A grab from the video, titled "Race Toward Good," released via the Islamic State militant group's Al Hayat website, showing Kazakh nationals, including children, in training in Syria.

Kazakhstan has banned new Islamic State (IS) video that shows Kazakh nationals, including children, participating in training exercises in Syria, according to Kazakh and Russian media reports.

The 15-minute video, titled "Race Toward Good," was released on November 22 by IS's media wing, Al Hayat.

In response to the video, the Kazakh Prosecutor-General's Office issued a statement on November 24 saying that it was taking legal steps to prevent access to the video, to deem it illegal, and to prohibit its distribution in Kazakhstan, citing the country's Communications Law.

The video "showed Kazakh citizens residing in Syria and involved in fighting with a terrorist organization. An investigation showed that the content of the video is aimed at the promotion and justification of terrorist activity," the statement said.

"According to Kazakh law, propaganda and justifications of terrorism are prohibited. In order to avoid legal consequences, the Prosecutor-General's Office warns of the need for the strict observance of the law and urges [people] to refrain from disseminating the banned film or individual scenes from it," the statement added.

The video, which has English, Russian, and Arabic subtitles, invites viewers to "meet some of our newest brothers from the land of Kazakhstan" and shows a group of Kazakh nationals taking part in a training camp. A Kazakh militant then explains in Russian that these men are new recruits to IS.

Later in the video, another Russian-speaking masked militant describes what he says is a sniper training camp for the "jamaat [military group] of Kazakh brothers."

The militant says that the Kazakh militants are being trained to use different types of rifles.

Significantly, none of the militants shown in the sniper training class are wearing masks, showing that they are not concerned about their identities being known. 

The video also shows Kazakh children, who are also part of the jamaat, being taught in a school. Their Kazakh teacher explains in Kazakh that in Kazakhstan, children were "raised on the methodology of atheism...the kuffar [infidels] poisoned our minds."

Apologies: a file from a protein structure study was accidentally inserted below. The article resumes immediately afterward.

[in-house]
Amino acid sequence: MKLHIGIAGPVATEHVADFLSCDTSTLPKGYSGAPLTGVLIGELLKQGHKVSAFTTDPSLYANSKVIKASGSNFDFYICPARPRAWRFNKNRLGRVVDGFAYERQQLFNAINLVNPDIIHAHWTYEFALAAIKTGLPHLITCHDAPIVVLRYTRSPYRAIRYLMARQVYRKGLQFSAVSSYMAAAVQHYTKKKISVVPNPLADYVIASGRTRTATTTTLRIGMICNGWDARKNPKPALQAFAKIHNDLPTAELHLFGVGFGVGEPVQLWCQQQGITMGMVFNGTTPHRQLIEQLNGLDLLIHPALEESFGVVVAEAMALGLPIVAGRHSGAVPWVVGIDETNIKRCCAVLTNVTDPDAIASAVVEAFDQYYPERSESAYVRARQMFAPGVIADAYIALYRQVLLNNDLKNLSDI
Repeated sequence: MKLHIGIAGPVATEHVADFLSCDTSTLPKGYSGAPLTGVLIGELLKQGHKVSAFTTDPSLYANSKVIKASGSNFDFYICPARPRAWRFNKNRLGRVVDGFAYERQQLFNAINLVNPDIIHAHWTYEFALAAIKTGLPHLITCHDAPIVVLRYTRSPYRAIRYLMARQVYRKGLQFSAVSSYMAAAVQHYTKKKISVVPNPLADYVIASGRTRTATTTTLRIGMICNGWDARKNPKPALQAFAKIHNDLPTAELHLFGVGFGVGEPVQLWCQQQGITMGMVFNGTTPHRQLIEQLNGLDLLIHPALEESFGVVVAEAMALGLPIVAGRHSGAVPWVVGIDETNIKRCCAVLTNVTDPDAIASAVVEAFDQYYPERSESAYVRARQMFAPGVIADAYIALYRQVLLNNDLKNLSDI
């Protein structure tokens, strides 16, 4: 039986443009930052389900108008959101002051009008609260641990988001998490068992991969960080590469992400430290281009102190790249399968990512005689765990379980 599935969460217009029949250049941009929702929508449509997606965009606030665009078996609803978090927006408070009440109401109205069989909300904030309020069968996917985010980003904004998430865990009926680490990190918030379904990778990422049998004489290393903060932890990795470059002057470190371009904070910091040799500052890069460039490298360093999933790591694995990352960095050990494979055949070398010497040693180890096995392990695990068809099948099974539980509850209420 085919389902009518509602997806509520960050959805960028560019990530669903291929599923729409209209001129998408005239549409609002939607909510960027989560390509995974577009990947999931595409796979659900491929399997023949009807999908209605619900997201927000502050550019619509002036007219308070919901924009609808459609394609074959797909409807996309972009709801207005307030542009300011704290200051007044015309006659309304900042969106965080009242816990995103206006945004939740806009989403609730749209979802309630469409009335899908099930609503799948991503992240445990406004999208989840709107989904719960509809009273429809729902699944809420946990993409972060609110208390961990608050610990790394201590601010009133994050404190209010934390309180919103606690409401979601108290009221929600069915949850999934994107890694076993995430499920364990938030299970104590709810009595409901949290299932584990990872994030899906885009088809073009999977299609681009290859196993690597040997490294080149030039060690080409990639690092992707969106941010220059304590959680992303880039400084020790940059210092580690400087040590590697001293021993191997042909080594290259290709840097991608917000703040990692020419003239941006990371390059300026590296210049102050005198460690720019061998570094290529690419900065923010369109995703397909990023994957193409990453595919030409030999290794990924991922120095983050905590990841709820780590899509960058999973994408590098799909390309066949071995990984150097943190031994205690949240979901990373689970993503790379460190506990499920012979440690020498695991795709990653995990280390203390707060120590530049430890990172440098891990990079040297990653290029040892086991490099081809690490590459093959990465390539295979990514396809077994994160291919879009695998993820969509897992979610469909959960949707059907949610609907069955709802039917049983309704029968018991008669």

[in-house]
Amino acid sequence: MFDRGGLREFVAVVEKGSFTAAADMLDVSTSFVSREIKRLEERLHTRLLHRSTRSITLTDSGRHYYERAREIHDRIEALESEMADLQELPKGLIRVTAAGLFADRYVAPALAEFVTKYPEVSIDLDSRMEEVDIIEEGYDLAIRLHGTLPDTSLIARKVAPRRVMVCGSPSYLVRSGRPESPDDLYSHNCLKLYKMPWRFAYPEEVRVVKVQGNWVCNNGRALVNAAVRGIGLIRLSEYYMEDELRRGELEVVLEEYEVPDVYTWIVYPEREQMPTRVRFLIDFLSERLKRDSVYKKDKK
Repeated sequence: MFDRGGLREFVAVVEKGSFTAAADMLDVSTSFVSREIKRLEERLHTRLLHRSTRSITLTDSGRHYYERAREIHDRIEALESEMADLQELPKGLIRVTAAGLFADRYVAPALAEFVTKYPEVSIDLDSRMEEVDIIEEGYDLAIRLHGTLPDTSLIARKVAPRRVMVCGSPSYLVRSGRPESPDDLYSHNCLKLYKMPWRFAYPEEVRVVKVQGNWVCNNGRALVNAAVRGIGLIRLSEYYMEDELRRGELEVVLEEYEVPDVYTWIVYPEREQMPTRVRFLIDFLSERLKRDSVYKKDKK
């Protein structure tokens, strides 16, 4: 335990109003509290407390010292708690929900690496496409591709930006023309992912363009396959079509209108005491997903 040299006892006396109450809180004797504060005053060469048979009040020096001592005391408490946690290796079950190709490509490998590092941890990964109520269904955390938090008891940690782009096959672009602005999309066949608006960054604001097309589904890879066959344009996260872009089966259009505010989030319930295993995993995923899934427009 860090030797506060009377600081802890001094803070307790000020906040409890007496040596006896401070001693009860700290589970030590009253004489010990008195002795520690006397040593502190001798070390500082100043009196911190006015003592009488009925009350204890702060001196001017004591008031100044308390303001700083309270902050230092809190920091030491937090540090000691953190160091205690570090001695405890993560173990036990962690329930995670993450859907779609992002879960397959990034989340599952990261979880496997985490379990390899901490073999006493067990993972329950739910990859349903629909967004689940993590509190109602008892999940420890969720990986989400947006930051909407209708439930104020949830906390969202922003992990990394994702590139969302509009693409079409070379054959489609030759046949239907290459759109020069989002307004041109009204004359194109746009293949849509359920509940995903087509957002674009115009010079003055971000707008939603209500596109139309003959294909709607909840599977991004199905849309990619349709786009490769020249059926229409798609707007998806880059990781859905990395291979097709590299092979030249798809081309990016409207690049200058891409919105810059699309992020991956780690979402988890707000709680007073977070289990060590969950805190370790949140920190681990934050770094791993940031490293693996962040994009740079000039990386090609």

The children are also given military training. One of the children is interviewed in Arabic and says that when he grows up, he will be "the one who slaughters you, O kuffar [infidels]. I will be a mujahid [jihad fighter]."

Another screengrab from IS video titled "Race Toward Good," showing Kazakh children and adults in training in Syria.
Another screengrab from IS video titled "Race Toward Good," showing Kazakh children and adults in training in Syria.

A Significant Message From IS To Kazakhstan

This message -- that IS has attracted fresh recruits from Kazakhstan -- is a significant one. 

The release of the video coincided with an announcement by Kazakh National Security Committee (KNB) Chairman Nurtai Abykaev, who said that there are about 300 Kazakh nationals fighting with IS, of which 150 were women. This figure is apparently based on a video published on the Internet in November 2013, which showed a group of about 150 Kazakh militants who said they had joined IS. The militants said that they had brought their wives and children with them.

By releasing a video that specifically claims new Kazakh recruits have joined IS, the extremist group is implying that the KNB's figure of 300 militants -- the November 2013 figure -- is likely higher.

-- Joanna Paraszczuk

The Week Ahead: November 24-30

November 25-27: Czech President Milos Zeman visits Tajikistan.

The Week Ahead is a detailed listing of key events of the coming week affecting RFE/RL's broadcast region.
Now on Twitter! Daily updates at @The_Week_Ahead.

Follow Me on Pinterest

MONDAY, November 24:
Belarus/EURepresentatives of Belarus and the European Union hold talks on visa liberalization and readmission in Brussels (to November 25).
Europe: Vienna hosts the Central European Initiative Summit.

EU: European Parliament's Plenary Session opens in Strasbourg (to November 27).